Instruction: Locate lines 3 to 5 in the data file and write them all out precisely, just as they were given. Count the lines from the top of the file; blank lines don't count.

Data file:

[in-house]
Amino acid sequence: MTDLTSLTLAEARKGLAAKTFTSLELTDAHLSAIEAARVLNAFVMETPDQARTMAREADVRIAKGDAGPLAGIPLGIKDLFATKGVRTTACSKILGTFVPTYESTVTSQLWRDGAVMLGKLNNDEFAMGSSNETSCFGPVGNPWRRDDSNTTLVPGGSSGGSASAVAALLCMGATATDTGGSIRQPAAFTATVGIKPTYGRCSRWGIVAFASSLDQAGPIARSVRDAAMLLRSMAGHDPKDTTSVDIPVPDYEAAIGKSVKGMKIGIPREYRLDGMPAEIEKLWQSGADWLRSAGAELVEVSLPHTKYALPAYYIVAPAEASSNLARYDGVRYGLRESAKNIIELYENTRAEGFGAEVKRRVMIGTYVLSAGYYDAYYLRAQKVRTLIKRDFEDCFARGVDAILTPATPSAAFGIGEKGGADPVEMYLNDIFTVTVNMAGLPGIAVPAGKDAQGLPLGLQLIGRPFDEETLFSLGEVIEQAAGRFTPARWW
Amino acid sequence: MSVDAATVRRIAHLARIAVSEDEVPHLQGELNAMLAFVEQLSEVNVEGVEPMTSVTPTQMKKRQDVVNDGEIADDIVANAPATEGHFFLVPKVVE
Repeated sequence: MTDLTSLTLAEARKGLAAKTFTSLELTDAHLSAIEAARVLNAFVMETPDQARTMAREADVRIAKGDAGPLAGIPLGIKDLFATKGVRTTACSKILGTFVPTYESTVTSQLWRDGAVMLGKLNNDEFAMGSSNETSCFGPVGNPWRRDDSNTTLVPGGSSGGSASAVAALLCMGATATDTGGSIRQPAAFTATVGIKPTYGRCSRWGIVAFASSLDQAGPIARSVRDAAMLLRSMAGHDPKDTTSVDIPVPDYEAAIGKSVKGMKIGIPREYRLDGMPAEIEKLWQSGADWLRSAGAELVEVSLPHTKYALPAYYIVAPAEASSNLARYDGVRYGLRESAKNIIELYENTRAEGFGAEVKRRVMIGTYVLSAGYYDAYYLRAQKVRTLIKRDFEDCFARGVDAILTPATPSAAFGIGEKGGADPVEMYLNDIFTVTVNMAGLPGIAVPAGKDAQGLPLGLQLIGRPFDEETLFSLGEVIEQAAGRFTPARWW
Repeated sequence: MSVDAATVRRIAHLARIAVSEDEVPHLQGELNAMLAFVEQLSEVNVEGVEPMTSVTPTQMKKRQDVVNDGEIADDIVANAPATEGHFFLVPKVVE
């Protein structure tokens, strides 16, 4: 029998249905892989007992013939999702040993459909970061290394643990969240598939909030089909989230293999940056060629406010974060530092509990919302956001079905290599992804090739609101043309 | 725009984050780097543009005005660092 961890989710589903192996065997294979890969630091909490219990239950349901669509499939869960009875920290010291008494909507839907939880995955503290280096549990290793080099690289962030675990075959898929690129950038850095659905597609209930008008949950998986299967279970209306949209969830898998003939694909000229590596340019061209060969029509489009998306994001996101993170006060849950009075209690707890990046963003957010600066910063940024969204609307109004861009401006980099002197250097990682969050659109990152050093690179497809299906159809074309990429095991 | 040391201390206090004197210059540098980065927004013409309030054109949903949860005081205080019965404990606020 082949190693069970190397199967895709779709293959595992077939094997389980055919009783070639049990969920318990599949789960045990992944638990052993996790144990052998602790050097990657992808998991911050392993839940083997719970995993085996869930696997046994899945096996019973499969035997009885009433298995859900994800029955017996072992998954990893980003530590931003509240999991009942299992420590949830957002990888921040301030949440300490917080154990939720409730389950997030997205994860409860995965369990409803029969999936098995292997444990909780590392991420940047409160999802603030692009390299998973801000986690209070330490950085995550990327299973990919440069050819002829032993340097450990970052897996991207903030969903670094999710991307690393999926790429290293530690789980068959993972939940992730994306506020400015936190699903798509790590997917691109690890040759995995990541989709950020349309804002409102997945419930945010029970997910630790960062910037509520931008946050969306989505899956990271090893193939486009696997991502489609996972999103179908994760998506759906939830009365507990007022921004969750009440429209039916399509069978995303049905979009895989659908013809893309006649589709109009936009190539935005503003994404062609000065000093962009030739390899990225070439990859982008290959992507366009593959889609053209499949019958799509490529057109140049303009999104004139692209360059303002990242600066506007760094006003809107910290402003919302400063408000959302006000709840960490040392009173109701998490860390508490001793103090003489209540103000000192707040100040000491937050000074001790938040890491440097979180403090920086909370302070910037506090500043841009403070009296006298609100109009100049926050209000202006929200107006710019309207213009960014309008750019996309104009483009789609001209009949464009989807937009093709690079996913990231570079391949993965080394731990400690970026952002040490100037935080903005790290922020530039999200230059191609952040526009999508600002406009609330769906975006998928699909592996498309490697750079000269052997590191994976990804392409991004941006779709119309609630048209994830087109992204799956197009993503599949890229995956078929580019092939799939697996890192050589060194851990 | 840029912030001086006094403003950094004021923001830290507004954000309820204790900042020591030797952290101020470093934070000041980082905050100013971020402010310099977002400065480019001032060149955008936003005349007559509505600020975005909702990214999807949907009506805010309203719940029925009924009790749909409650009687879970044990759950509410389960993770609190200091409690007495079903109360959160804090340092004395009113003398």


Amino acid sequence: MSVDAATVRRIAHLARIAVSEDEVPHLQGELNAMLAFVEQLSEVNVEGVEPMTSVTPTQMKKRQDVVNDGEIADDIVANAPATEGHFFLVPKVVE
Repeated sequence: MTDLTSLTLAEARKGLAAKTFTSLELTDAHLSAIEAARVLNAFVMETPDQARTMAREADVRIAKGDAGPLAGIPLGIKDLFATKGVRTTACSKILGTFVPTYESTVTSQLWRDGAVMLGKLNNDEFAMGSSNETSCFGPVGNPWRRDDSNTTLVPGGSSGGSASAVAALLCMGATATDTGGSIRQPAAFTATVGIKPTYGRCSRWGIVAFASSLDQAGPIARSVRDAAMLLRSMAGHDPKDTTSVDIPVPDYEAAIGKSVKGMKIGIPREYRLDGMPAEIEKLWQSGADWLRSAGAELVEVSLPHTKYALPAYYIVAPAEASSNLARYDGVRYGLRESAKNIIELYENTRAEGFGAEVKRRVMIGTYVLSAGYYDAYYLRAQKVRTLIKRDFEDCFARGVDAILTPATPSAAFGIGEKGGADPVEMYLNDIFTVTVNMAGLPGIAVPAGKDAQGLPLGLQLIGRPFDEETLFSLGEVIEQAAGRFTPARWW
Repeated sequence: MSVDAATVRRIAHLARIAVSEDEVPHLQGELNAMLAFVEQLSEVNVEGVEPMTSVTPTQMKKRQDVVNDGEIADDIVANAPATEGHFFLVPKVVE